Part of Lesson Plan: The Trailer Park
Activity Overview / Details
Ask students: What comes to mind when you here the words "trailer park?"
Have students do a " quick write" on these simple words "trailer park. " Ask students to be as descriptive as possible in their quick write. Also have them include as many details as possible to create a visual image of their idea of a "trailer park" and what it might look like. Give students about 10-15 minutes to write this short descriptive idea.
Next, ask for a couple of volunteers to read their ideas out loud. There is no right or wrong statement here it is just their own thoughts and descriptive words of a "trailer park." Usually kids will paint a picture that might be on the bleak or sad side, but not always.
Ask students: What did the desciptive writings entaile and what kinds of details and characteristics are present in their descriptions? Are items like mood or tone present? Are there characters present in the descriptions? Do they provide descriptions that demonstrate a sense of happiness or are they more bleak? Did the short description persuade your own thoughts of what a trailer park might look like?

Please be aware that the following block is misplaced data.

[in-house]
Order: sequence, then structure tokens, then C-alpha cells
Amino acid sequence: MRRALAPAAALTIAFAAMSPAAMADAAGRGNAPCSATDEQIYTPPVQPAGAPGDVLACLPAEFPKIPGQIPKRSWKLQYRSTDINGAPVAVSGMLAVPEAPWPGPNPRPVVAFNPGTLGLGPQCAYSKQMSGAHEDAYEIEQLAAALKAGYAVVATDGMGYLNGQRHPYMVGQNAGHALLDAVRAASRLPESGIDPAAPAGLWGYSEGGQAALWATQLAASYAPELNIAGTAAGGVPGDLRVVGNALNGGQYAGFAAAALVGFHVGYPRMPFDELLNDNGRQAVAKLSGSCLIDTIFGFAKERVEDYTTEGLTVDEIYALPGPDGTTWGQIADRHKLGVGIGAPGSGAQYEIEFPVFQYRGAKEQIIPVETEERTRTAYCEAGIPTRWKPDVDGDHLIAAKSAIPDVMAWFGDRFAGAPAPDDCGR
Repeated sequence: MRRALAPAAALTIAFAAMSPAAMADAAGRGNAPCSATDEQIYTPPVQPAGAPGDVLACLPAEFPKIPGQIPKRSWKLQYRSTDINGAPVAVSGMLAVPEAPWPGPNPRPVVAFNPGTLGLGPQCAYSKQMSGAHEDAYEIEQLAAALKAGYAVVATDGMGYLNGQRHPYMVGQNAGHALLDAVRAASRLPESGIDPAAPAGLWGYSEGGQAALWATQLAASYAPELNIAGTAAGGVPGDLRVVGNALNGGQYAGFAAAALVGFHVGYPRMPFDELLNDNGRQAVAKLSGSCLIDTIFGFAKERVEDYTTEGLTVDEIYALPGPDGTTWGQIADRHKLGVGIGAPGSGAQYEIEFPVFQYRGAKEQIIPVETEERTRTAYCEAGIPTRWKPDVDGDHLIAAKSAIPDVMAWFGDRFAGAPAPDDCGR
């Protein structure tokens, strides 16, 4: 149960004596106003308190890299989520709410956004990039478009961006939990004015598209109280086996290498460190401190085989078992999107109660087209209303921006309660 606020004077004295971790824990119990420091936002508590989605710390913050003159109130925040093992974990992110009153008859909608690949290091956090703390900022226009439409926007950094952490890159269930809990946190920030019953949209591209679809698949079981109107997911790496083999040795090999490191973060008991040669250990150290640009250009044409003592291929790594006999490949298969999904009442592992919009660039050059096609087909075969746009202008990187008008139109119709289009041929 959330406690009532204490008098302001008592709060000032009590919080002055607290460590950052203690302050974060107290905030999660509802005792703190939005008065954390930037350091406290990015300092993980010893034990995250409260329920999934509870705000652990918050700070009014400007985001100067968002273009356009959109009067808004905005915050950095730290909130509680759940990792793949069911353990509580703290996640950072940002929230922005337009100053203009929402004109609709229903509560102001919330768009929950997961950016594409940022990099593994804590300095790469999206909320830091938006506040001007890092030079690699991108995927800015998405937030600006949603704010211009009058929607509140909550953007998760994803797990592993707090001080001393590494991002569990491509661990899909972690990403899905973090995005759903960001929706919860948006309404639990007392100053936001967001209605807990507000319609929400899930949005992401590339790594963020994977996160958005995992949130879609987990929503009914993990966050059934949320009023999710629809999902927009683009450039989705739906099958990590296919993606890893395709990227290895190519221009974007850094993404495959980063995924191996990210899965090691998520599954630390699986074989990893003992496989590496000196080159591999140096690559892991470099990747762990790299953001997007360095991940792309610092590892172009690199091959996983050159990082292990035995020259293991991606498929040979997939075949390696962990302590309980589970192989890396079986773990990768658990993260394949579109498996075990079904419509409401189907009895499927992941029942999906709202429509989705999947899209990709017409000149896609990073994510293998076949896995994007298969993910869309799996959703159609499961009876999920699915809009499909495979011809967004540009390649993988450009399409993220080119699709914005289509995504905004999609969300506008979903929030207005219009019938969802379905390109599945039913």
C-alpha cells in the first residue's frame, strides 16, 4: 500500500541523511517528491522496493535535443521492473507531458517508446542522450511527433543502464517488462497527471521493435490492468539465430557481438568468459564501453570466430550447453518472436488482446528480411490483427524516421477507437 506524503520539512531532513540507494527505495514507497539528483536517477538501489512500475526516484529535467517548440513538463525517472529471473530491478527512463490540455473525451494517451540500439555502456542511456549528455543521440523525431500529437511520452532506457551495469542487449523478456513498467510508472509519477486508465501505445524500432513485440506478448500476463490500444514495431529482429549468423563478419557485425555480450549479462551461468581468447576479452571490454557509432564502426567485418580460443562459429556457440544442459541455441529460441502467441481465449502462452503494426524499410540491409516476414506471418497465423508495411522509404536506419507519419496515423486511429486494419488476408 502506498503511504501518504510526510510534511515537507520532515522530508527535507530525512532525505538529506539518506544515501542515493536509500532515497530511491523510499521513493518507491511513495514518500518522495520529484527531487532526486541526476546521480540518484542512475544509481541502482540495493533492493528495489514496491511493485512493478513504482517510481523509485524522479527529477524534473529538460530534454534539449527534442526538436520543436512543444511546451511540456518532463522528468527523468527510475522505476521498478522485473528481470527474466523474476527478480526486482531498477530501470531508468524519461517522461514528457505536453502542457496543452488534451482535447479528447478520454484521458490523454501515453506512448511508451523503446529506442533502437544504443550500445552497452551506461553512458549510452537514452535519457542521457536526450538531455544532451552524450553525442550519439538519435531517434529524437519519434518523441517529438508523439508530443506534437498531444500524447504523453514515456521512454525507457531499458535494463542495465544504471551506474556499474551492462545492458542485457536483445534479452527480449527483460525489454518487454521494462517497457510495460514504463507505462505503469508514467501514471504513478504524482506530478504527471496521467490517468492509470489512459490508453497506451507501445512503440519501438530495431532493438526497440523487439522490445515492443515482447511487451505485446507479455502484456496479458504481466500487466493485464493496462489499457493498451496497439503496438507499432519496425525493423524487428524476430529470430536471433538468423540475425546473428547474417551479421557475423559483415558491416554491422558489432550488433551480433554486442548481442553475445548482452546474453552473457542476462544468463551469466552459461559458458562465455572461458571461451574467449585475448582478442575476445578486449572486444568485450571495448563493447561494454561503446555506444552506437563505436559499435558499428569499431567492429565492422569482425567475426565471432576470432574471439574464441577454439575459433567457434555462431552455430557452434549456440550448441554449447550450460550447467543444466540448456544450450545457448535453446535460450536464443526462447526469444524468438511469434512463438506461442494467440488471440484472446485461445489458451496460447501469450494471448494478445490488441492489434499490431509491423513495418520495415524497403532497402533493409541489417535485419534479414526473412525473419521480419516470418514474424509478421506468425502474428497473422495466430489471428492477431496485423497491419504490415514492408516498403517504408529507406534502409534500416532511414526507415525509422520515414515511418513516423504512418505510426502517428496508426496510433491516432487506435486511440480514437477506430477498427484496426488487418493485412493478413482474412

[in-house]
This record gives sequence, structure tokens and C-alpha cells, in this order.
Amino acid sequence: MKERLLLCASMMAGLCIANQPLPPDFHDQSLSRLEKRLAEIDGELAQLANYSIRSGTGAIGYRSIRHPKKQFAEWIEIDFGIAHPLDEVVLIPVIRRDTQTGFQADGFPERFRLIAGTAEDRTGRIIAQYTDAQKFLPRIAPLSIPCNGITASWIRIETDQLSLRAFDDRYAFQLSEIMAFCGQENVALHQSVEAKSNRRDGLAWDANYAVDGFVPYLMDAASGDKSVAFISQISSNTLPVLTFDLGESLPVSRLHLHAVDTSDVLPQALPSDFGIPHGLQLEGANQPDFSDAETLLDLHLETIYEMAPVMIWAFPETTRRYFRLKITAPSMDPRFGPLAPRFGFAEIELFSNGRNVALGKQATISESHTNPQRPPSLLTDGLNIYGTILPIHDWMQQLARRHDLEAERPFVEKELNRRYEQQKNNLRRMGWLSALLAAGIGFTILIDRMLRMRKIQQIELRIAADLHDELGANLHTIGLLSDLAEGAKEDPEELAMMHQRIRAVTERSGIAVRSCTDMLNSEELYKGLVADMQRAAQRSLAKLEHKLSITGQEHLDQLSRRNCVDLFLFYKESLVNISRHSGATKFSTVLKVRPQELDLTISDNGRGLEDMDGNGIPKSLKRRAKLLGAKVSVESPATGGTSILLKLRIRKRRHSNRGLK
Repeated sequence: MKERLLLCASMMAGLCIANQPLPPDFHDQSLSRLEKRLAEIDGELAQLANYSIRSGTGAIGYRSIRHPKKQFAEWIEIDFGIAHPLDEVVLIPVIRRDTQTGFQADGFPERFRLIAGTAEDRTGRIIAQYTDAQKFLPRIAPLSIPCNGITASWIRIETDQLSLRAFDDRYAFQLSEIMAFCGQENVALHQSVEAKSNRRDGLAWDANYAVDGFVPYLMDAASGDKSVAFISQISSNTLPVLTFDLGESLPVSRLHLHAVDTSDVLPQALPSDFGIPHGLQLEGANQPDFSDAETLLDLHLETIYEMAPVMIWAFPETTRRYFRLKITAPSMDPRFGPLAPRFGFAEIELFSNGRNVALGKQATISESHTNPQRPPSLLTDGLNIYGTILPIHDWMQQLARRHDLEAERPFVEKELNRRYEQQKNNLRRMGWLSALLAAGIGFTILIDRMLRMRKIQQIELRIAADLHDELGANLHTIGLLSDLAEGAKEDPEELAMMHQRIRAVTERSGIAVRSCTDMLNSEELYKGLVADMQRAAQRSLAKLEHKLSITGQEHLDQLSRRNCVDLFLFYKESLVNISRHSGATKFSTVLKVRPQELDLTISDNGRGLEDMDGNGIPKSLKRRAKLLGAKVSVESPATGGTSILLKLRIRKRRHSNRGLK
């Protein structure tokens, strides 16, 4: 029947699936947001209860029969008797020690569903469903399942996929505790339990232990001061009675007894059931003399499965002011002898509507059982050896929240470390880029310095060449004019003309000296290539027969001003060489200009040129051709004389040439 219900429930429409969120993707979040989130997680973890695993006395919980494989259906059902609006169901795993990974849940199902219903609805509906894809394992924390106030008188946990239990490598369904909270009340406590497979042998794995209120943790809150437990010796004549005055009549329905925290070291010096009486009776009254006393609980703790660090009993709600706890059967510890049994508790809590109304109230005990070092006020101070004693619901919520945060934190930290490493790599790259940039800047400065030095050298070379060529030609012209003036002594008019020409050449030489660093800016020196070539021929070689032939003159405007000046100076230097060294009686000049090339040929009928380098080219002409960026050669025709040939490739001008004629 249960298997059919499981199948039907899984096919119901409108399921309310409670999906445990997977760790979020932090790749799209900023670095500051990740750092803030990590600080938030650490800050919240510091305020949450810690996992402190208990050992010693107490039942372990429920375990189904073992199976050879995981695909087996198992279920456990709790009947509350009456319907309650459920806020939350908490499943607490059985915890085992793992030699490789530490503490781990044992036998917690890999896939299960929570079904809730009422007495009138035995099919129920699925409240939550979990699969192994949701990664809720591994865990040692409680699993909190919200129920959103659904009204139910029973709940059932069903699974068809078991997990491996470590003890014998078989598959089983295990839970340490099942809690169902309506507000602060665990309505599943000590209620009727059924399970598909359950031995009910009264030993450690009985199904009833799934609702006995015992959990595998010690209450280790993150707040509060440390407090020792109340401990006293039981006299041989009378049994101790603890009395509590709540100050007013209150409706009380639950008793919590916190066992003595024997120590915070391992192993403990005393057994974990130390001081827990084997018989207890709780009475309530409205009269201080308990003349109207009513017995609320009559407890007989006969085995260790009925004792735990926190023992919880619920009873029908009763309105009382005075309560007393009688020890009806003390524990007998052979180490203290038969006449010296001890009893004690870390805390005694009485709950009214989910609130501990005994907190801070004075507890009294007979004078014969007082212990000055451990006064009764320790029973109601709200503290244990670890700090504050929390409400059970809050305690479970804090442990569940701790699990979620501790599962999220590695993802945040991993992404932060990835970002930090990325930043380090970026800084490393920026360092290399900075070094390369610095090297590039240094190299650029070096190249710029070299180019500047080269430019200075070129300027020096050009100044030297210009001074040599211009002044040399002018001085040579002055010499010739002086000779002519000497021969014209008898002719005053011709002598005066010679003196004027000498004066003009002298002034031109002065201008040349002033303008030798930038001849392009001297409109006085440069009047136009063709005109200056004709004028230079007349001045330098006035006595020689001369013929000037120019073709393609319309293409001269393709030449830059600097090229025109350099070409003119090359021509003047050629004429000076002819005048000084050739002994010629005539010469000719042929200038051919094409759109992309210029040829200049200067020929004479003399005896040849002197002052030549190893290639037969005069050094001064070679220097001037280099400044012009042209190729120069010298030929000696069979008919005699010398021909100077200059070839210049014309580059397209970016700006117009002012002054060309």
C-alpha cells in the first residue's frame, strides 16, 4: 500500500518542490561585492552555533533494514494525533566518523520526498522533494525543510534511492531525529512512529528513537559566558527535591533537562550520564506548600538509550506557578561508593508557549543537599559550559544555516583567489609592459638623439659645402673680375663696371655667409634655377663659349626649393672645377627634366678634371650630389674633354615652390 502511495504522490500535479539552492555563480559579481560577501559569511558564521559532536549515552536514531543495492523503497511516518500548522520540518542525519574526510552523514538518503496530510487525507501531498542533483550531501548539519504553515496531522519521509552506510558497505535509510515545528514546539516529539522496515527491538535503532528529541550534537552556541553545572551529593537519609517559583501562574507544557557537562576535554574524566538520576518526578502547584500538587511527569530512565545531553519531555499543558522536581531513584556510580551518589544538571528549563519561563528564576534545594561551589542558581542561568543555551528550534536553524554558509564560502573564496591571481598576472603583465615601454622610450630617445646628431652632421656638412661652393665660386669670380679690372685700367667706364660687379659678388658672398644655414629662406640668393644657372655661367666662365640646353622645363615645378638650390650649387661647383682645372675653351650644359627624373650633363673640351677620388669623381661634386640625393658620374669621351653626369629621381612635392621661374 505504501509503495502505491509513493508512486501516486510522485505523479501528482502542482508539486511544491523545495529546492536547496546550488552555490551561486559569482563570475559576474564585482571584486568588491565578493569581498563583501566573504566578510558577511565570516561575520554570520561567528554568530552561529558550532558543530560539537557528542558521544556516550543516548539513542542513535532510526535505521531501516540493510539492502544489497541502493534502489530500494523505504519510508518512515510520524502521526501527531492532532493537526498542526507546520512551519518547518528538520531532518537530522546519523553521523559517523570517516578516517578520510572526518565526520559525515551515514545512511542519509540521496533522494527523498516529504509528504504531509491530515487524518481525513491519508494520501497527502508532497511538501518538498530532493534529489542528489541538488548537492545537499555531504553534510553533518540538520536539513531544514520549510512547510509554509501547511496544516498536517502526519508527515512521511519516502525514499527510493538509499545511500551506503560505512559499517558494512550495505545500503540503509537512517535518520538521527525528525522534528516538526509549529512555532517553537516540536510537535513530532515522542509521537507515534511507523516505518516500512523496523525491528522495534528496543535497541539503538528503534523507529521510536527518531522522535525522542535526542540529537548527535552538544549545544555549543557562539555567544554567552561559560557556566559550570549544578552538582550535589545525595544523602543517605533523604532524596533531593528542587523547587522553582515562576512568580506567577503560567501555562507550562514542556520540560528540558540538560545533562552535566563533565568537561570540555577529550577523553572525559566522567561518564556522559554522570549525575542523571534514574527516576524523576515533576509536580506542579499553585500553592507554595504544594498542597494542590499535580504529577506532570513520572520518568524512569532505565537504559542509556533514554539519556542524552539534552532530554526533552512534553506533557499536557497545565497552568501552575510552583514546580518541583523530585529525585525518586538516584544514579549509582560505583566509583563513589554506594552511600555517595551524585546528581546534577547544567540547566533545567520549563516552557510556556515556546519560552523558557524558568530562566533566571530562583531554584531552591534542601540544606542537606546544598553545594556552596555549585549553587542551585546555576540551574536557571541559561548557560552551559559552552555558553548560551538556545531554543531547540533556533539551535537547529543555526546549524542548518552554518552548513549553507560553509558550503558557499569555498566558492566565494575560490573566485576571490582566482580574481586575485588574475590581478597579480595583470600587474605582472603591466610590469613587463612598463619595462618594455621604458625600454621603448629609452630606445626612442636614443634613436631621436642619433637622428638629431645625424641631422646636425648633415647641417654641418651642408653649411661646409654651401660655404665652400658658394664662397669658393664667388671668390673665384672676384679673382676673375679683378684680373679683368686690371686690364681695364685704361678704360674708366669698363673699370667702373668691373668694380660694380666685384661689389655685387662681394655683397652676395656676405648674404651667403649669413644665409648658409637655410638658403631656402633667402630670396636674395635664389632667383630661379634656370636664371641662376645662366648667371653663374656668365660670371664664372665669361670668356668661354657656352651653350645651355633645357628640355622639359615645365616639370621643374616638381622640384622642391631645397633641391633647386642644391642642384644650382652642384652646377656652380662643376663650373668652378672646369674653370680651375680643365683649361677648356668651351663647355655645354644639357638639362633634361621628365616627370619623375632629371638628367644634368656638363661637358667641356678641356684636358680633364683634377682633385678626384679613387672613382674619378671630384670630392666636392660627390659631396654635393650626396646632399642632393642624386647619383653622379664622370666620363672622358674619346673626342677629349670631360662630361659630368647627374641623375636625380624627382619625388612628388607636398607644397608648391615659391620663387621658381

Wrap up the discussion and surprise your students with a great visual that you will show your class. This will be a different type of trailer: a film trailer.
I will be showing a current Hollywood blockbuster type film trailer to get the students excited and take this lesson in a different direction. I do this lesson second semester, so you can usually find great trailers for upcoming Spring or Summer release movies.
This year I will show the film trailer for the upcoming Steven Spielberg and JJ Abrams film " Super 8." Tell students that after they view the short 2 1/2 minute trailer they will add to their "quick write."
Have students write a short plot summary or overview of what they think the movie " Super 8" is about.
Ask: What they think know about the films: setting, main characters, genre, and conflict? Then ask them to write down a prediction for what the resolution of the film might be.
Again, you may ask for a couple of student volunteers to read their plot summaries aloud to the class. Often this will lead to engaging discussion between you and your students.